United Airlines has agreed to purchase 15 jets that fly faster than the speed of sound from Boom Supersonic, with options to purchase 35 more. The purchase means United is on track to reintroduce the first commercial supersonic flights since the retirement of the Aérospatiale/BAC Concorde in 2003.
The return of supersonic jets is a boon for people wealthy enough to afford tickets on them. But air travel is harmful to the planet, with a 2020 study in Atmospheric Environment finding it amounted to 3.5% of all global warming currently caused by humans. Business- and first-class are the worst culprits. Perhaps in an attempt to get ahead of criticism, United said that when Boom jets roll out of factories in 2025 and hit the skies in 2026, they’re “expected to be the first large commercial aircraft to be net-zero carbon from day one, optimized to run on 100% sustainable aviation fuel.”
“The world’s first purchase agreement for net-zero carbon supersonic aircraft marks a significant step toward our mission to create a more accessible world,” Boom Supersonic founder and CEO Blake Scholl said in the release. “United and Boom share a common purpose—to unite the world safely and sustainably. At speeds twice as fast, United passengers will experience all the advantages of life lived in person, from deeper, more productive business relationships to longer, more relaxing vacations to far-off destinations.”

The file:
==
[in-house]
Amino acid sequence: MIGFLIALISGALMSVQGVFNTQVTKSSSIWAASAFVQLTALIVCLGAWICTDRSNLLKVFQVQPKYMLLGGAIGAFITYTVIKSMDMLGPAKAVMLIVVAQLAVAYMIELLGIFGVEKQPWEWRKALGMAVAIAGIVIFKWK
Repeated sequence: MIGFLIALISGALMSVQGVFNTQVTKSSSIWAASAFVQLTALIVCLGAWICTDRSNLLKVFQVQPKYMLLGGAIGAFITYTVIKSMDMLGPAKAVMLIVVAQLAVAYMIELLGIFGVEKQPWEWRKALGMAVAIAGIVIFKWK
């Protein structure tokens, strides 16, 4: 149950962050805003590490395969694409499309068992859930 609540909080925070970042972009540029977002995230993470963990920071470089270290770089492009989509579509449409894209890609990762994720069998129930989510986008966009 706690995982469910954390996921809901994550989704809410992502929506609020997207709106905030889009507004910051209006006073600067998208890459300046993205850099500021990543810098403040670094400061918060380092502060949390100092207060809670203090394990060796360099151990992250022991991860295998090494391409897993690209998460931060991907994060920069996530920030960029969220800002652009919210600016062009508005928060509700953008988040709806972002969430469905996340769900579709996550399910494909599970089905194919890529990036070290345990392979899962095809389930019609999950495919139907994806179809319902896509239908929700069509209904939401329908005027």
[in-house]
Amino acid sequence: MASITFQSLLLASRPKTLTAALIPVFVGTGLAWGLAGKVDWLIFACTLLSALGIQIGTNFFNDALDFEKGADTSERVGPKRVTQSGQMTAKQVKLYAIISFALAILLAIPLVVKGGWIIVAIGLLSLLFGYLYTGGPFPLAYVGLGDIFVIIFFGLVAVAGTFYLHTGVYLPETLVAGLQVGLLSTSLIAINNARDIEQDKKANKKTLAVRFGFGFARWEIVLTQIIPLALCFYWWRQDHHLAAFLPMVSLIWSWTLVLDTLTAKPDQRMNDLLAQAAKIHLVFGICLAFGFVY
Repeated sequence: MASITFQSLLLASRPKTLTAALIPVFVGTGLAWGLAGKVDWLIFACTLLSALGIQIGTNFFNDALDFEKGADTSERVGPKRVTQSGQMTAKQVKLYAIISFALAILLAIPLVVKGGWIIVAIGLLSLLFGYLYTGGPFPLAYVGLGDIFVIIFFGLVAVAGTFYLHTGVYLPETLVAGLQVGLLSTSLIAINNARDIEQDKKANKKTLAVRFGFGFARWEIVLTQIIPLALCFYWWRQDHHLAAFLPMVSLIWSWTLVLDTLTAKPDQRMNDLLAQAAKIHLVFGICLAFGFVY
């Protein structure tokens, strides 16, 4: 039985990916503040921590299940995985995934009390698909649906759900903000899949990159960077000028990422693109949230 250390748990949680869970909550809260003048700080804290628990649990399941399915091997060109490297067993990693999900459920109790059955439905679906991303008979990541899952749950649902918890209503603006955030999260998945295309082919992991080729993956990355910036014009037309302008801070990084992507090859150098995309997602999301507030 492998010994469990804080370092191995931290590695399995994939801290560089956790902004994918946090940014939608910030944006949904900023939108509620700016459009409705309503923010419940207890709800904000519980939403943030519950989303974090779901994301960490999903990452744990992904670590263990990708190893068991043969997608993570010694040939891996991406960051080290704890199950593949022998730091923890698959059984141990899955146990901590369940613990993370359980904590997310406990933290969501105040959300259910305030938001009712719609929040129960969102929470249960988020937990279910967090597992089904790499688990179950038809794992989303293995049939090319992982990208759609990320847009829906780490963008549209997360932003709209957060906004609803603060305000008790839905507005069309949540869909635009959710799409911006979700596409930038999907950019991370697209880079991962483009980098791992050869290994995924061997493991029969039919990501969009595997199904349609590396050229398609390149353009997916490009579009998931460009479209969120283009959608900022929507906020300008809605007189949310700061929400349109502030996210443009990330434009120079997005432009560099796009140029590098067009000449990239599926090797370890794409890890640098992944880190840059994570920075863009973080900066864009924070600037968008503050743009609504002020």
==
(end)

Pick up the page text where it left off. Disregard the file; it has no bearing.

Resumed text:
Does this sound too good to be true? That’s because it probably is.
Boom Supersonic advertises itself as an environmentally conscientious manufacturer. One of its high-profile partners for zero-emissions aviation fuel, Prometheus Fuels, has a flashy website advertising their Titan Fuel Forge. The startup says uses electricity to make fuel out of literal air by extracting carbon dioxide from the atmosphere and hydrogen from water, converting it to gasoline, diesel, and jet fuel (releasing harmless oxygen in the process). A single forge is reputedly capable of converting 9 kilotons of atmospheric carbon dioxide into 1 million gallons of fuel that is “molecularly identical” to that created by digging it up and refining it through far dirtier processes. When the process is entirely powered by renewable energy, that essentially means new fuel can be created and burned without pumping any new carbon dioxide into the skies, at least disregarding other material and operating costs.
But there’s a key caveat here: While the technology sounds impressive, Prometheus is still in the middle of refining and scaling up its processes. As of 2019, the efficiency of converting electricity into fuel via its process remained low. Founder Rob McGinnis estimated a single optimized forge could produce 20 liters of gasoline a week, and the company was only preparing to build a shipping container-sized factory that could produce hundreds of thousands of liters annually. For comparison, passenger jet fuel tanks usually have a maximum capacity in the tens of thousands of liters. Meanwhile, United’s entire fuel use in 2019 was 4.3 billion gallons. It doesn’t seem likely Prometheus will be fueling United’s entire fleet of Boom Overture jets anytime soon, let alone making a dent in United’s massive fuel (and carbon) footprint.